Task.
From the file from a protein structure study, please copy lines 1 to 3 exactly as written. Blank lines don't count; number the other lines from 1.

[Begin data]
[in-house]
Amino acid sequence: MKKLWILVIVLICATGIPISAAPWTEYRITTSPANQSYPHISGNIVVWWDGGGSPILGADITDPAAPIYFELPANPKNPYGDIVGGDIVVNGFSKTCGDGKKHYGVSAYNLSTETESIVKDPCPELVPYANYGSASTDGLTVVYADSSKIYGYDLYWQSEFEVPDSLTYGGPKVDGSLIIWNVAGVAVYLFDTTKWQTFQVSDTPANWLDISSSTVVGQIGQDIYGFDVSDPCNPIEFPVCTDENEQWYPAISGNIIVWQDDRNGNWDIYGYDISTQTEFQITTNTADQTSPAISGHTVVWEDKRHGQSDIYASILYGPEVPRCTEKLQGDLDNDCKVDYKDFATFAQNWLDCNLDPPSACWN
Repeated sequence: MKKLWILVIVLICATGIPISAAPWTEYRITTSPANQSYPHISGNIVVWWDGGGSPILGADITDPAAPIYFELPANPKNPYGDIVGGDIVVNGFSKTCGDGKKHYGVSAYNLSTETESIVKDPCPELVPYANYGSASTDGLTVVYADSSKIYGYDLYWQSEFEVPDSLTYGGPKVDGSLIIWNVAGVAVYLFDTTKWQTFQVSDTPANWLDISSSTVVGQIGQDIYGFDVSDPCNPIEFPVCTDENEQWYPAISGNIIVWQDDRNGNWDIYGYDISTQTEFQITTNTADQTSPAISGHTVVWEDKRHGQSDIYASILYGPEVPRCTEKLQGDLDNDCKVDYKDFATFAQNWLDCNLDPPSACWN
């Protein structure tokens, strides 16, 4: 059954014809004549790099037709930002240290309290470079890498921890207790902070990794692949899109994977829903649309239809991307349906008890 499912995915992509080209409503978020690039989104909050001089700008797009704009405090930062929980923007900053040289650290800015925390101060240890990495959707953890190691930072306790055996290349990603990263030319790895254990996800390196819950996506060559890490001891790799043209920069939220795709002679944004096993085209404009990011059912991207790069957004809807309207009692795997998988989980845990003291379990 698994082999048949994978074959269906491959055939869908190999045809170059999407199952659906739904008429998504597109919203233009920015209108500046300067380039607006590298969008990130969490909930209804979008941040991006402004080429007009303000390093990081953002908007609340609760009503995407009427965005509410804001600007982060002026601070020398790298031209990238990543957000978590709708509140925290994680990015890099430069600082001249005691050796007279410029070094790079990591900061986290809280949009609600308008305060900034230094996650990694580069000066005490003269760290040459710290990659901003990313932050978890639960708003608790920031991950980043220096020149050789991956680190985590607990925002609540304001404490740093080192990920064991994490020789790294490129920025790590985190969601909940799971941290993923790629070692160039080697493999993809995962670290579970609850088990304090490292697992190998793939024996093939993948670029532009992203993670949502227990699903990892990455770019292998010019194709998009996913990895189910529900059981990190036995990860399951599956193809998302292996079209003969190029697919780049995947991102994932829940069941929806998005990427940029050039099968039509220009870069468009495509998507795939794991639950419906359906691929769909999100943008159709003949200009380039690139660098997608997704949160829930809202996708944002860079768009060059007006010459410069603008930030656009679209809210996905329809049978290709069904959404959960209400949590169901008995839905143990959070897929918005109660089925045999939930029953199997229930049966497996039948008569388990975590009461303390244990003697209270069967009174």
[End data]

[in-house]
Amino acid sequence: MKKLWILVIVLICATGIPISAAPWTEYRITTSPANQSYPHISGNIVVWWDGGGSPILGADITDPAAPIYFELPANPKNPYGDIVGGDIVVNGFSKTCGDGKKHYGVSAYNLSTETESIVKDPCPELVPYANYGSASTDGLTVVYADSSKIYGYDLYWQSEFEVPDSLTYGGPKVDGSLIIWNVAGVAVYLFDTTKWQTFQVSDTPANWLDISSSTVVGQIGQDIYGFDVSDPCNPIEFPVCTDENEQWYPAISGNIIVWQDDRNGNWDIYGYDISTQTEFQITTNTADQTSPAISGHTVVWEDKRHGQSDIYASILYGPEVPRCTEKLQGDLDNDCKVDYKDFATFAQNWLDCNLDPPSACWN
Repeated sequence: MKKLWILVIVLICATGIPISAAPWTEYRITTSPANQSYPHISGNIVVWWDGGGSPILGADITDPAAPIYFELPANPKNPYGDIVGGDIVVNGFSKTCGDGKKHYGVSAYNLSTETESIVKDPCPELVPYANYGSASTDGLTVVYADSSKIYGYDLYWQSEFEVPDSLTYGGPKVDGSLIIWNVAGVAVYLFDTTKWQTFQVSDTPANWLDISSSTVVGQIGQDIYGFDVSDPCNPIEFPVCTDENEQWYPAISGNIIVWQDDRNGNWDIYGYDISTQTEFQITTNTADQTSPAISGHTVVWEDKRHGQSDIYASILYGPEVPRCTEKLQGDLDNDCKVDYKDFATFAQNWLDCNLDPPSACWN